Europe plans to re-open to international tourists
Some popular European destinations have announced their provisional plans to re-open to international tourism following (hopefully) the passing of the peak of the coronavirus pandemic.
Greece: The Greek government is now looking to ease its lockdown restrictions and revive the country’s usually booming tourism industry. Hotels will open in Greece from the 15th June, with international tourists welcomed back from 1st July. The Greek tourism minister suggested that Britons are unlikely to be allowed to visit the country until the UK infection rate diminishes further, but hoped that a mutual no-quarantine deal could be made between the two countries at that point.
Cyprus: Cyprus will allow will allow direct flights from 19 countries in two stages starting on 9th June, but the UK is not one of the countries on the list. The government first imposed a flight ban on 21st March as part of a strict lockdown.
Italy: Giorgio Palmucci, president of the Italian National Tourist Board, ENIT, told local media that European tourists will be the first international group to be allowed to visit. He said: “I am ready to sign bilateral treaties between European countries to encourage the arrival of foreigners as well while waiting for the emergency to be definitively behind us. We will only start (with tourists) from the European Union, and at the earliest, in July or August.”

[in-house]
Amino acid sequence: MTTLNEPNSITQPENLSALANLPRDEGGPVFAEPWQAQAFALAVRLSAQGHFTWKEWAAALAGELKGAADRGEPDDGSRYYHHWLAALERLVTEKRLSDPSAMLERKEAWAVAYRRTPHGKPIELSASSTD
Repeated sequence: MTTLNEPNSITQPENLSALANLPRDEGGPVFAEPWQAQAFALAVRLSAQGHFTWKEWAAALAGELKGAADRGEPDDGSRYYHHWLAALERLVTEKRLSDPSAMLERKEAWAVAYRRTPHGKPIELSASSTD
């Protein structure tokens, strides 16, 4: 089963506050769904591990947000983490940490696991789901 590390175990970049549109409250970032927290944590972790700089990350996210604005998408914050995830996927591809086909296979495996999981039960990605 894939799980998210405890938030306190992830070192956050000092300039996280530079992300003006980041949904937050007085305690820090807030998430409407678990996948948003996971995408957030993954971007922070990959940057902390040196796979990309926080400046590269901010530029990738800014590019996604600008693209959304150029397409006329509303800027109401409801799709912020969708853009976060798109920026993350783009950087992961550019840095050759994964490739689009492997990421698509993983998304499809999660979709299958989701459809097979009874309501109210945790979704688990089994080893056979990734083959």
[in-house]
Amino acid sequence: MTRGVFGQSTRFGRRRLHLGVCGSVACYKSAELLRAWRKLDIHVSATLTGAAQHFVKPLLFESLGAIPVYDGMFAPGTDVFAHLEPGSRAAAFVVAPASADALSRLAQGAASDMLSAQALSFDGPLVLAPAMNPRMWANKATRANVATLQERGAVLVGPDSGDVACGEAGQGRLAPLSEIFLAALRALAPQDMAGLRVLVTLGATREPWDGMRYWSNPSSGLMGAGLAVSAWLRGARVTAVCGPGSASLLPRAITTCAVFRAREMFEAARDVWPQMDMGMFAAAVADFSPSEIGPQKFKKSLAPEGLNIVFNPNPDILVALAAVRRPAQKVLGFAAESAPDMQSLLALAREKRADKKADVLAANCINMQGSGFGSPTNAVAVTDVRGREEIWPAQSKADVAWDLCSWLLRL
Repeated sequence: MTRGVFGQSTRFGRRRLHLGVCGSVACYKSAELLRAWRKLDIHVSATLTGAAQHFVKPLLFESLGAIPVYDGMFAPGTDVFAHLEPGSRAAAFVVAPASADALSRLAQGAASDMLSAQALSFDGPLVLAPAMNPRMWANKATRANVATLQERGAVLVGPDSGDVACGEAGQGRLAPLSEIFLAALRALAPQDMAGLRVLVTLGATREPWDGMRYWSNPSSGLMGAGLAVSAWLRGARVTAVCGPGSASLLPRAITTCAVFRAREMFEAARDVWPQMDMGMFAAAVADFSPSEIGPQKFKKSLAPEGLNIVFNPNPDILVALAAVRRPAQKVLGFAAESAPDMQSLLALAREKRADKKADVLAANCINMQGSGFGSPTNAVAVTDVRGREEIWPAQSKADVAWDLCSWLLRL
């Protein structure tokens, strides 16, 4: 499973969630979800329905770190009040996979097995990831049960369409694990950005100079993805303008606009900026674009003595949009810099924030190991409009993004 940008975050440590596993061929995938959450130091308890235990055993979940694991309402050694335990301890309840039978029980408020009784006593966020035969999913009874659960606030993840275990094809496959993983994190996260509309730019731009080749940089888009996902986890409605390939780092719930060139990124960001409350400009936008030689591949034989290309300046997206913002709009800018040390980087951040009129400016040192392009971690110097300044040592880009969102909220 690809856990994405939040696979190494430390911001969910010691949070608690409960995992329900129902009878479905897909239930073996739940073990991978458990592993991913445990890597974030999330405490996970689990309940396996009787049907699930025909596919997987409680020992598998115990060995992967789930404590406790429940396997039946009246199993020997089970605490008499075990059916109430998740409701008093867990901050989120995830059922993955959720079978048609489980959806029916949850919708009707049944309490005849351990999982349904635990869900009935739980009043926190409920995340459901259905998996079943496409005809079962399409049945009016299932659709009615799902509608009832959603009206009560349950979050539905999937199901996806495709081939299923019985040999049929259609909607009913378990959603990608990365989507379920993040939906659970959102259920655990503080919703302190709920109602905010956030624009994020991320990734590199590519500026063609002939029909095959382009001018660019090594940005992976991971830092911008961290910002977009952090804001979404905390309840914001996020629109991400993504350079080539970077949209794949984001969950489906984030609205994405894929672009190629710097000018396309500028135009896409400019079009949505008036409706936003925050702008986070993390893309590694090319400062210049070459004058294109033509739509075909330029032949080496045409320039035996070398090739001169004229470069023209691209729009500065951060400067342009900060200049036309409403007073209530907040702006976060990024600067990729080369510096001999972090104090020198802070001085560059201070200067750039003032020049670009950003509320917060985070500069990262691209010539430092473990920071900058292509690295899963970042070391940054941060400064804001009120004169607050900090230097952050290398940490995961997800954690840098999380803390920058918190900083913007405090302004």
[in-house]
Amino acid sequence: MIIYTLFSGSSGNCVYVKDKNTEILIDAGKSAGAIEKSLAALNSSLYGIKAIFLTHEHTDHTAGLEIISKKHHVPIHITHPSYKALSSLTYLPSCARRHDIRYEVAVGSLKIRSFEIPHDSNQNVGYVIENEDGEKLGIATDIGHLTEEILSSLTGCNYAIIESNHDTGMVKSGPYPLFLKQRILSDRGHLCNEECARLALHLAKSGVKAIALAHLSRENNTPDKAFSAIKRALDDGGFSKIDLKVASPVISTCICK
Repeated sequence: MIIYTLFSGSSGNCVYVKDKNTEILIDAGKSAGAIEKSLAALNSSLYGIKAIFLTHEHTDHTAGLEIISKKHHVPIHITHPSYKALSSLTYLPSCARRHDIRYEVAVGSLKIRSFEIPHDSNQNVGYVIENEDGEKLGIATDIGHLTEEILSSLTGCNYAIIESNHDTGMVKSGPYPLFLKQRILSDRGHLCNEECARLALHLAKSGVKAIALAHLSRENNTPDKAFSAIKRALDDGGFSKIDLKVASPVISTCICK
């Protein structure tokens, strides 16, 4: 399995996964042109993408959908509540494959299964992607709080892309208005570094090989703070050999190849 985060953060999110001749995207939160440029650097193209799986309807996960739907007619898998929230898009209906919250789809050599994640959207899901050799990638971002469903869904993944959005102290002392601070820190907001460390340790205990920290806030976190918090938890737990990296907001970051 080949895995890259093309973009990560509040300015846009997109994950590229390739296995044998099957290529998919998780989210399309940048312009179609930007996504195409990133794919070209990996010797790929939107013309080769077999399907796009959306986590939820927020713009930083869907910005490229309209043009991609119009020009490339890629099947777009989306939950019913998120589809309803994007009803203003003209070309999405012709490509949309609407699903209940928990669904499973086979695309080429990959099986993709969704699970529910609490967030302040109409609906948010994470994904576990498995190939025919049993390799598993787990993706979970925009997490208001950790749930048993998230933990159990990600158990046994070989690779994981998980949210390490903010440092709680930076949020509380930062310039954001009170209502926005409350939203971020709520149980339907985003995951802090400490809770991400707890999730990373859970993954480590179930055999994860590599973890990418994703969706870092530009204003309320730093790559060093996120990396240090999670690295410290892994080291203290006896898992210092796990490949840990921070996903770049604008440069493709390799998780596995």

Turkey: The country had previously said that they hoped to be able to see travellers back by July. But whilst life for residents is slowly returning to normal as measures are relaxed during May, tourists are not yet allowed back in. And they will need a certificate stating they don’t have the virus in order to be allowed into the country, the government has said. Turkey’s Culture and Tourism Minister Mehmet Nuri Ersoy said that European tourists won’t be able to enter the country until the end of July at the latest.
Portugal: Portugal’s infection rate has been comparatively low compared to its unfortunate neighbour Spain, and, on the 18th May, museums, art galleries, palaces and churches re-opened, as well as restaurants, cafés and shops. Theatres, concert halls and beaches will follow in early June, all being well. Portuguese tourist authorities have created a Clean & Safe stamp, which is received by companies in the tourist sector that comply with hygiene and cleanliness requirements for the prevention and control of COVID-19. Quarantine is not currently required for foreign visitors to mainland Portugal, although there are different rules applicable to Madeira and the Azores.